Permission to lead…

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Permission to lead…

“Did she just pull apart that linen cart and then leave,” I said. The laundry worker looked over and nodded.

“They always do,” she said.

“You let them do that?”

“No. I don’t let them.” She looked exasperated. “They just do it.”

“I would have blocked the door if I were you,” I said. She laughed. “I’m serious. I wouldn’t have let her leave without cleaning up that mess.”

“No one listens to me,” she said throwing up her hands. “I’m not in charge of anyone.”

“No?” I said.


“Hmmm,” I said and looked around the rest of the laundry room. Despite being in the basement of a nursing home, the room had large windows and lots of sun. Most of the room was very neat and organized. Except for the place by the door where the resident’s personal laundry, Hoyer slings (used by nurses to lift residents) and pillows were kept.

“She’s right; they don’t listen to us.” It was another laundry worker. She was in the back room, but had apparently heard our entire conversation and came out.

“Do they not have enough linen up on the floors,” I said.

“They’re not after linen. They’re after slings,” she said. I nodded. “Or personal laundry.”

“Do you deliver slings?”

“No, because then they would just make a mess of them up on the units.”

“Plus, we only wash them. We don’t dry them,” the first laundry worker chimed in. “We hang them all to dry.” I watched them talk in tandem. As if they have told and retold this same story a million times.

“It is what it is,” one of them said and they both resumed folding linen. I watched them, and then looked back at the mess of personal laundry and slings and pillows in the corner.

I’m sure they have spoken up. Have tried to get people to pick up after themselves when they come into the laundry room. They’ve probably complained a thousand times. But when you speak up and no one listens… I can see why you start to let it go. You stop complaining and instead adopt an attitude.

“It is what it is,” they say. Which roughly translates to, “if they don’t care, then why should I?” -Soon, no one cares, no one picks up after themselves and instead of having a neat and tidy laundry room where you can actually find something when you need it, the room is a mess.

“Okay,” I said, interrupting them. “Let’s try this. I’m going to give you ladies two options.” They both looked at me. “Are you ready?” They nodded slowly; unsure. “One, I am going to give you permission to speak up; you can yell, block the door, and refuse to let anyone in, who isn’t going to pick up after themselves…” I think they both rolled their eyes at me at the same time, which made me laugh.

“Or,” I said dragging the word out. “You can pick up after everyone who walks in here and pulls things apart.” They both start shaking their heads instantly.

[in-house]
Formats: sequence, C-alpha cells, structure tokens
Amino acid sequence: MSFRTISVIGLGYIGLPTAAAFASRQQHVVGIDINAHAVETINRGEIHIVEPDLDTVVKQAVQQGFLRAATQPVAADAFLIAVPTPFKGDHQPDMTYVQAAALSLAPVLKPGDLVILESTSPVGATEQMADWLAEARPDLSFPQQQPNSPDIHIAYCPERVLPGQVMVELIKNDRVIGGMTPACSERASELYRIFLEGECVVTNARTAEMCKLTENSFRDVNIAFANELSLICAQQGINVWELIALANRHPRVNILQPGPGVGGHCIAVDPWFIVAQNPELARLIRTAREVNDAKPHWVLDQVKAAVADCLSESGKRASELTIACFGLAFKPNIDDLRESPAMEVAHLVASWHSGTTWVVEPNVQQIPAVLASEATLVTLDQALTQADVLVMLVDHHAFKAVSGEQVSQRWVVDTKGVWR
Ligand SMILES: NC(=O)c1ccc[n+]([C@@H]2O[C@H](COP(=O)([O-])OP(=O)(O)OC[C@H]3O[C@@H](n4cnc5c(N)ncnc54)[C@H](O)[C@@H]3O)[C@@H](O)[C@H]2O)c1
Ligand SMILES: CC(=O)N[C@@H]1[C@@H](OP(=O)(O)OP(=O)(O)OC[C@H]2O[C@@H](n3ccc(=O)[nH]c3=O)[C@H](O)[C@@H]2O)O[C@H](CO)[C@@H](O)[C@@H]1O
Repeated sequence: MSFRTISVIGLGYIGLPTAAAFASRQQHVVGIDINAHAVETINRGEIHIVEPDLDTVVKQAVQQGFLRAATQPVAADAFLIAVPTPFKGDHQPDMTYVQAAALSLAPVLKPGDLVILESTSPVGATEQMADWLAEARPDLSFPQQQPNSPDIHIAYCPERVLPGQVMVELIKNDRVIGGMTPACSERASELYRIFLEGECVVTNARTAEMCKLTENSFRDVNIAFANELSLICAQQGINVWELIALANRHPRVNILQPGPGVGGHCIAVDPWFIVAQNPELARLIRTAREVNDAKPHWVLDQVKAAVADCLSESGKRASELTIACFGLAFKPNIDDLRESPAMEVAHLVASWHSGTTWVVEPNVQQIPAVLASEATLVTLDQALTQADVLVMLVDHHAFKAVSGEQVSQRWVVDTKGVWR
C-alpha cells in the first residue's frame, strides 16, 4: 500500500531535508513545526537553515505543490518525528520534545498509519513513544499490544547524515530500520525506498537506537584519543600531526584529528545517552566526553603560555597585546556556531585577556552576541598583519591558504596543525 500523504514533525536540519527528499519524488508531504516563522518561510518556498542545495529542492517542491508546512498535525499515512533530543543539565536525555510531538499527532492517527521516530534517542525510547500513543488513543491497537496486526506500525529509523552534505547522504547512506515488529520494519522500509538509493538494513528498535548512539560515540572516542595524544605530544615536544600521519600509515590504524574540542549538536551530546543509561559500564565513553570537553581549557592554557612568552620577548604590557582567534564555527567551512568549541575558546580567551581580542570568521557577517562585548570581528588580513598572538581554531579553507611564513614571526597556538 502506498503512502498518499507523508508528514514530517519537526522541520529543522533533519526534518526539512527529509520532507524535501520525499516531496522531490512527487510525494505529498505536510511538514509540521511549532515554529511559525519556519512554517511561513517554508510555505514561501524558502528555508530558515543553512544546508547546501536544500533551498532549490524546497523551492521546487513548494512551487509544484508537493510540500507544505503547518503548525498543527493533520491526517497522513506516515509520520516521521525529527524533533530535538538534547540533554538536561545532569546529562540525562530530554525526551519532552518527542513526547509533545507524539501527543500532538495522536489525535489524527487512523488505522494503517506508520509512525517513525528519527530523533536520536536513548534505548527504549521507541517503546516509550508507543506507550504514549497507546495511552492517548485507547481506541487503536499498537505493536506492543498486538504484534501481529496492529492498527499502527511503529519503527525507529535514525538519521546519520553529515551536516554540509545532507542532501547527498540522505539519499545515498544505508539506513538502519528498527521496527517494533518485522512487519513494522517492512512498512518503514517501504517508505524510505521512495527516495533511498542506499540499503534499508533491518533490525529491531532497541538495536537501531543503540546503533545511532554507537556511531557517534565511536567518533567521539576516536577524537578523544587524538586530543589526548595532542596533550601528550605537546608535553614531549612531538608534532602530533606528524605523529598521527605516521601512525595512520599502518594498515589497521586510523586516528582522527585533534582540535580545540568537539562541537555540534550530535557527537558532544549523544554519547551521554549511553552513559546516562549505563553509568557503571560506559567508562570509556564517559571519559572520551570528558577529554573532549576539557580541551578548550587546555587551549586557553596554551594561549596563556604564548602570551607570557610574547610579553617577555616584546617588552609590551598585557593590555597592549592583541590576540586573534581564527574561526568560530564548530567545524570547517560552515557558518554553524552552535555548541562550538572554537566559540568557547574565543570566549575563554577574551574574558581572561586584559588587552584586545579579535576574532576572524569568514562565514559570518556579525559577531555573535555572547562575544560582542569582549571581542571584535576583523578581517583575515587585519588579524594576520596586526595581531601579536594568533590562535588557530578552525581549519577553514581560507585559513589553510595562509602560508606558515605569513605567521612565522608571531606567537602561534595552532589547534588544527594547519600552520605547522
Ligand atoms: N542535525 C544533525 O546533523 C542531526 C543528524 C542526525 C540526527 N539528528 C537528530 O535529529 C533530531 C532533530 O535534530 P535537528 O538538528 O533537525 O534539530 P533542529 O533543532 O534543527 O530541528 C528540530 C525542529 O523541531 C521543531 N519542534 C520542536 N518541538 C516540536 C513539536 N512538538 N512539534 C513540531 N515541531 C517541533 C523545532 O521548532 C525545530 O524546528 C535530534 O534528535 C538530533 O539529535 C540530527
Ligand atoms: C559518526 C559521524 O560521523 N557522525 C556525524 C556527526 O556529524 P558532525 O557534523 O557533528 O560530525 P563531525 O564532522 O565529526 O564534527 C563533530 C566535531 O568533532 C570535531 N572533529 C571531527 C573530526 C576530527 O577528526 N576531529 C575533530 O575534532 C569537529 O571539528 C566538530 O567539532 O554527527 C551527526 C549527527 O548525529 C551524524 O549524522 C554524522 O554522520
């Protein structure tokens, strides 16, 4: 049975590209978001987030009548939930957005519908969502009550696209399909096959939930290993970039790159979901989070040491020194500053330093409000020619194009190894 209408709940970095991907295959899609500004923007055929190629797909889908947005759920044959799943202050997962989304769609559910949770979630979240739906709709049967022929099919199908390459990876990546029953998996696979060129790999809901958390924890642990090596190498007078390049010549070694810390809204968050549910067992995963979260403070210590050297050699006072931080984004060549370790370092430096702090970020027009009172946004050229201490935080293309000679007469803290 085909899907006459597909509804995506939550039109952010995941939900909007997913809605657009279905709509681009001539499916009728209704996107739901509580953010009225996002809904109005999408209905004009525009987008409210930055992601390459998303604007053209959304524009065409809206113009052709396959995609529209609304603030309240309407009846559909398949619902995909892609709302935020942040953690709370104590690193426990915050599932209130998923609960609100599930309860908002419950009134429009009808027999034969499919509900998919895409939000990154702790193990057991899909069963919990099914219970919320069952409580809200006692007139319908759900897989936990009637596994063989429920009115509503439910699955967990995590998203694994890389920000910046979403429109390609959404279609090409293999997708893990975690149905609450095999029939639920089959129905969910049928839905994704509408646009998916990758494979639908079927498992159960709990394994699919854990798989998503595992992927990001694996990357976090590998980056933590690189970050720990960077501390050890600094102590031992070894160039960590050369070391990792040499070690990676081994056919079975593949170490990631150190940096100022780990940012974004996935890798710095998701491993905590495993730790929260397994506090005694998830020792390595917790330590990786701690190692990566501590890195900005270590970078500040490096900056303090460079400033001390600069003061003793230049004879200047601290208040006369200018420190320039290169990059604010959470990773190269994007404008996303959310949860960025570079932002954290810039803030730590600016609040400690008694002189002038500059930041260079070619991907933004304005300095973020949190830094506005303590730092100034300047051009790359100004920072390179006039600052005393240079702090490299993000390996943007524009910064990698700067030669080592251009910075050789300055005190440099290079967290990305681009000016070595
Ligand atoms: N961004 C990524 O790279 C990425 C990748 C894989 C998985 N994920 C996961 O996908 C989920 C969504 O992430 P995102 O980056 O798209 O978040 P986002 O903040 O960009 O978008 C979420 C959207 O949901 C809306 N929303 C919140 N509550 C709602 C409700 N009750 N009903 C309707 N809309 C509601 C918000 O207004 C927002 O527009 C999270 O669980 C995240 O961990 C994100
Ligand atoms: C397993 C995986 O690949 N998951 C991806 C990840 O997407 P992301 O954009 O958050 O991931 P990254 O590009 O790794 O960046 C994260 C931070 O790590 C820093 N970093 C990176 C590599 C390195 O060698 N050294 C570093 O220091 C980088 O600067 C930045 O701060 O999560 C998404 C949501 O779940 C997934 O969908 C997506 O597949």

“Those are your choices” I said. I looked at one and then the other, a little devilish grin on my face. They wanted to protest. To argue. I raised my hand to stop them. “The one option that I did not give you, the one option you do not have, is to leave the room a mess like this.” I gestured toward the pile of clothes. “You don’t have that option.” They both wanted to respond, but neither of them knew exactly what to say at that moment. They looked at each other and then back at me. I walked over and pointed at where the personal laundry and slings and pillows were kept in a huge pile, spilling onto the floor in the corner.

“This is not acceptable,” I said pointing. There’s resident personal laundry on the floor. Clothes are wrinkled. There are slings, and positioning pillows and wedges, and blankets… I mean; look at all of this stuff.”

“This is not acceptable,” I said pointing. There’s resident personal laundry on the floor. Clothes are wrinkled. There are slings, and positioning pillows and wedges, and blankets… I mean; look at all of this stuff.”

“Yeah but we just told you. We can’t stop the nurses from coming in here and tearing that apart. They don’t care what we say. We’ve complained a million times.” I nodded.

“I understand. I really do. But let me say this. This is your laundry room. You two are in charge here.” They weren’t buying it but I continued anyway.

“And being “your” laundry room, means, you are responsible for it. The first thing you have to do is to clean up this mess. Some of that personal laundry needs to be rewashed. Then it all needs to be hung on a rack. The positioning pillows and wedges, should be put somewhere by themselves and the slings… why don’t you them up by their size? Make it is easier for nursing to find the size they are after.” They hadn’t thought of that and nodded.

“We need to have this cleaned up today,” I said. “After that, remember, you have two choices. You can make people pick up after themselves; which I give you permission to do, or you can clean up after everyone who walks in here. It’s your choice.” I nod at each one, trying to get a nod in return. “Leaving the laundry room a mess,” I said shaking my head from side to side. “No longer an option. Got it?”

“Got it,” they said and I could tell the wanted to roll their eyes again. I didn’t wait for it.

-Ralph Peterson is Professional Speaker, Internationally Syndicated Columnist and Author of the books, Adventures in Dietland: How to Win at the Game of Dieting from Former Fat Guy & Managing When No One Wants to Work, (Four-Nineteen Press, 2017-2014).

Additionally, Ralph is a management training and development consultant that specializes in building Five-Star Leadership Teams in Health Care.  Contact him at (Twitter: @ralphpeterson08)

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